Trying to preserve its dominance in the data center market, Broadcom has started selling chips that can be programmed to handle different networking standards and other chores. Facing pressure from Barefoot Networks and other startups, the company also opened up a programming language that can be used to update its Trident 4 and Jericho 2 product lines. That enables customers to add features instead of installing all new networking chips.

Broadcom is also looking to repel rivals with its latest generation of Tomahawk ASICs, which serve as the vertebrae of the largest data centers. Broadcom has started selling its Tomahawk 4, which is capable of carrying 25.6 trillion units of data per second (Tbps), or double the speed of other solutions on the market. Barring production delays, Broadcom is positioned to preserve its market share lead in switch silicon, industry analysts say.

The chip is based on 7-nanometers and incorporates 512 50G SerDes cores, which doubles the port count of its predecessor, the Tomahawk 3. Broadcom said it is targeted at  100 Gb, 200 Gb and 400 Gb Ethernet switches. The chip offers up to 75% lower power and cost compared with other switches on the market, the company said. Robert Wheeler, semiconductor analyst at The Linley Group, described it as an "engineering tour de force."

Broadcom is also trying to broaden its business after the Trump administration blocked its buyout of Qualcomm. The San Diego, California-based company is doubling down on supplying infrastructure software that serves as a more stable complement to its core business. Last month, it agreed to buy Symantec for $10.7 billion, following its acquisitions of Brocade Communications in 2017 and CA Technologies in 2018totaling $24.4 billion.

"Our infrastructure software businesses, which focus mostly on large enterprises are in fact complementary and enhance the core semi businesses by bringing us closer to our end customers," Tan, Broadcom's chief executive, said on an analyst conference call. "That gives us a natural barrier to entry." Chief financial officer Thomas Krause, said Broadcom's total sales will range from $24.5 billion to $25.5 billion in 2020, from $22.6 billion in 2019. 

The company is also reclassifying what represents its core chip business as growth in the global smartphone market stalls and it faces competition from Qualcomm. Broadcom said it plans to separate its wireless business—which sells chips that integrate Bluetooth, WiFi and GPS, and radio frequency ICs that resolve signals in smartphonesfrom its core semiconductor unit. "Increasingly, we view them as small financial assets," Tan said.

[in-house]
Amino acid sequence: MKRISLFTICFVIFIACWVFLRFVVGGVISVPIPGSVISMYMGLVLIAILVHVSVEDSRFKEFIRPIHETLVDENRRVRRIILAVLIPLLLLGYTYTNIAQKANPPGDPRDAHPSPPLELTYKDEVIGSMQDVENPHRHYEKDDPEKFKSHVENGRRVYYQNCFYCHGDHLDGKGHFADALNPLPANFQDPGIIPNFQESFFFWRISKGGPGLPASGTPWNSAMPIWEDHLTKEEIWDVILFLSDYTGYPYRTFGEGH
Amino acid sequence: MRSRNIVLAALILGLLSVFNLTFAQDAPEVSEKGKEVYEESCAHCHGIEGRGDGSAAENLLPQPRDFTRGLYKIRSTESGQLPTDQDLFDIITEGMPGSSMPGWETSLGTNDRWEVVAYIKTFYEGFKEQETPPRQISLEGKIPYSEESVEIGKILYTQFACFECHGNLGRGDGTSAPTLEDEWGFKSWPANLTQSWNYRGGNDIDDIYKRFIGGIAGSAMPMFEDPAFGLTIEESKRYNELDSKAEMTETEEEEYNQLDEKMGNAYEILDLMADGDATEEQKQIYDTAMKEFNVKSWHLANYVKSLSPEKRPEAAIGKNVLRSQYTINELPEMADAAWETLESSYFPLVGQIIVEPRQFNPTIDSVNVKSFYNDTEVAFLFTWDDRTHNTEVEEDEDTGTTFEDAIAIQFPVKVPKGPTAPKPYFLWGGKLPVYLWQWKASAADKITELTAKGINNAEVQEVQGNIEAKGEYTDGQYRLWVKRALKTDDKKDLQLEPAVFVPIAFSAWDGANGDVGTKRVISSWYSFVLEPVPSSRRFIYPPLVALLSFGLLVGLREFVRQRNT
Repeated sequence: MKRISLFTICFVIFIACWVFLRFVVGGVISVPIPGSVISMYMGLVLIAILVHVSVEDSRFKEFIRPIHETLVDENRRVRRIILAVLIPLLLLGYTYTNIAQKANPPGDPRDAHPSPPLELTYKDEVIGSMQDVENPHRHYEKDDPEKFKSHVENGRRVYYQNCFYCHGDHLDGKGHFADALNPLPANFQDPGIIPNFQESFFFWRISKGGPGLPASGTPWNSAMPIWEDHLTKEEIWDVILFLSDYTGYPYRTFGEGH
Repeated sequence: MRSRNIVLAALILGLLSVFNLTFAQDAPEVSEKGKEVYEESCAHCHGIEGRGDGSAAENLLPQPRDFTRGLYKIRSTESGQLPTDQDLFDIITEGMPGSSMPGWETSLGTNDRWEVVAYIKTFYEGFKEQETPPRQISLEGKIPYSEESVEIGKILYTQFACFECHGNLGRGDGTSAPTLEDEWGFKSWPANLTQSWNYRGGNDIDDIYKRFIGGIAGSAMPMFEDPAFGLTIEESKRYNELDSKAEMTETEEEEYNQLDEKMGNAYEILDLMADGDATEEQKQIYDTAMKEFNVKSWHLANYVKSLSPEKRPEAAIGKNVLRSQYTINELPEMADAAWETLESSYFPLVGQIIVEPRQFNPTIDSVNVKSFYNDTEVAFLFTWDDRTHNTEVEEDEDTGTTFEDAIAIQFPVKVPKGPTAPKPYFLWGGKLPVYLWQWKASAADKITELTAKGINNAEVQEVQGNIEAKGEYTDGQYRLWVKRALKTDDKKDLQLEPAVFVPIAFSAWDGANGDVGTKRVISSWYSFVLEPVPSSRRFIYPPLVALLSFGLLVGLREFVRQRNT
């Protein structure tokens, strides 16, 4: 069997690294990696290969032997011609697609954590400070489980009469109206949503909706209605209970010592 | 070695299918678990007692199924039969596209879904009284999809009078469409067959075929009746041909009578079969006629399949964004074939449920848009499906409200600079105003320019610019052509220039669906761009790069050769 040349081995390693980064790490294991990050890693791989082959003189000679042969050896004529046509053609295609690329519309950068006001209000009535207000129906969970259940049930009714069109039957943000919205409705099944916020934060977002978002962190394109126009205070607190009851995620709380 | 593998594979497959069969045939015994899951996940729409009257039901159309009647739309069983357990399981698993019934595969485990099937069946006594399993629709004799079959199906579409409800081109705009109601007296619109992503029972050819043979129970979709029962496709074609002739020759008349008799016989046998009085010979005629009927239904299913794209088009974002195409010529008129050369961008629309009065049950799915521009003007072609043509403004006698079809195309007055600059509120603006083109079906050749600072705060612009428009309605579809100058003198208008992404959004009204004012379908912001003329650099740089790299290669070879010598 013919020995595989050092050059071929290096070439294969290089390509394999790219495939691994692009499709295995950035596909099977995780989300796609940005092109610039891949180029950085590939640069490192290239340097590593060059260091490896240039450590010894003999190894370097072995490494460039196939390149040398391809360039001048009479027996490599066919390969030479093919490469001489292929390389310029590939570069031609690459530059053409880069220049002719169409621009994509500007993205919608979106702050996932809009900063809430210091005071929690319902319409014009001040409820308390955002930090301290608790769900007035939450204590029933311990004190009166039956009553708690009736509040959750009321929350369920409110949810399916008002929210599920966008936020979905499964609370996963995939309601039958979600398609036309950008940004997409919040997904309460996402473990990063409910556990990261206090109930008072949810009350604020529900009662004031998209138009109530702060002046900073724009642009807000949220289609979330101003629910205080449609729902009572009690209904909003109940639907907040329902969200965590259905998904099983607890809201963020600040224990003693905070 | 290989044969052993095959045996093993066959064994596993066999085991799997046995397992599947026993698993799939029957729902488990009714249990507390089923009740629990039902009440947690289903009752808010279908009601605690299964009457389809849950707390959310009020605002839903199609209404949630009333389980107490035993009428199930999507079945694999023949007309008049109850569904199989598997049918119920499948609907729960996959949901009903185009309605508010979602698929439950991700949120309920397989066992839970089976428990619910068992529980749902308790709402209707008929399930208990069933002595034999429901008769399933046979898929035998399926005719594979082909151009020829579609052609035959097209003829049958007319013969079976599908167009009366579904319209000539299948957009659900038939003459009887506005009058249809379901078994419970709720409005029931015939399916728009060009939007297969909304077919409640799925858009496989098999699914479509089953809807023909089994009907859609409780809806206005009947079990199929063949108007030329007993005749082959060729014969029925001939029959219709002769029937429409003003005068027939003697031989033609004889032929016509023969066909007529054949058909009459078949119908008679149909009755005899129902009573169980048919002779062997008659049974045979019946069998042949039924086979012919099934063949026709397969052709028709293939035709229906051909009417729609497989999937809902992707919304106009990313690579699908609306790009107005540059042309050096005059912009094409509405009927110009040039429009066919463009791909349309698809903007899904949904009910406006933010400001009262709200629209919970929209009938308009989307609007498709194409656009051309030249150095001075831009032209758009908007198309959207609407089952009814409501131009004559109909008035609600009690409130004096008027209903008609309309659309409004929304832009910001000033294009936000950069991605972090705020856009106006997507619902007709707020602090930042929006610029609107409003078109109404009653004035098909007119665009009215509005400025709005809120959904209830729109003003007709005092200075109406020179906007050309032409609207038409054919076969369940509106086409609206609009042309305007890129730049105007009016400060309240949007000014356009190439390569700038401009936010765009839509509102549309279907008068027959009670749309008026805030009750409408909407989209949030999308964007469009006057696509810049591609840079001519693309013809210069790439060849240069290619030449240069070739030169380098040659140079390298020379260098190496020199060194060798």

"We are still investing and making sure it can sustain itself," he said. "It's just that we are highlighting the fact that it's differentiated from the core set of products." 

Broadcom's radio frequency business came out to $2.2 billion in 2019 and it is estimated to grow in the high single-digits in 2020 as more 5G smartphones are rolled out. It also sells products to phone manufacturers including Samsung and Apple that integrate Bluetooth, WiFi and GPS. Sales totaled about $2.2 billion in 2019 and could slump up to 5% in 2020. Another unit makes chips that enable touchscreen technology and wireless charging.

Broadcom's chip business is also facing legal threats. The European Union has ordered it to pause contracts with some customers on the grounds that the terms illegally impede rivals. Broadcom is also suspected of curbing competition by the U.S. Federal Trade Commission. The agency is weighing whether it had granted rebates and other favors to customers in return for only buying Ethernet, WiFi, Bluetooth and other products from Broadcom.

"We all know it has been a tough year for semiconductors in general," Tan confessed. He said that despite the sudden slowdown in recent quarters "we plan to increase our investment in our core semiconductor businesses to position ourselves for future growth opportunities." He added: "We think the business is stabilizing and we believe given the growth drivers over several years that this business can actually grow 6% to 8% annually."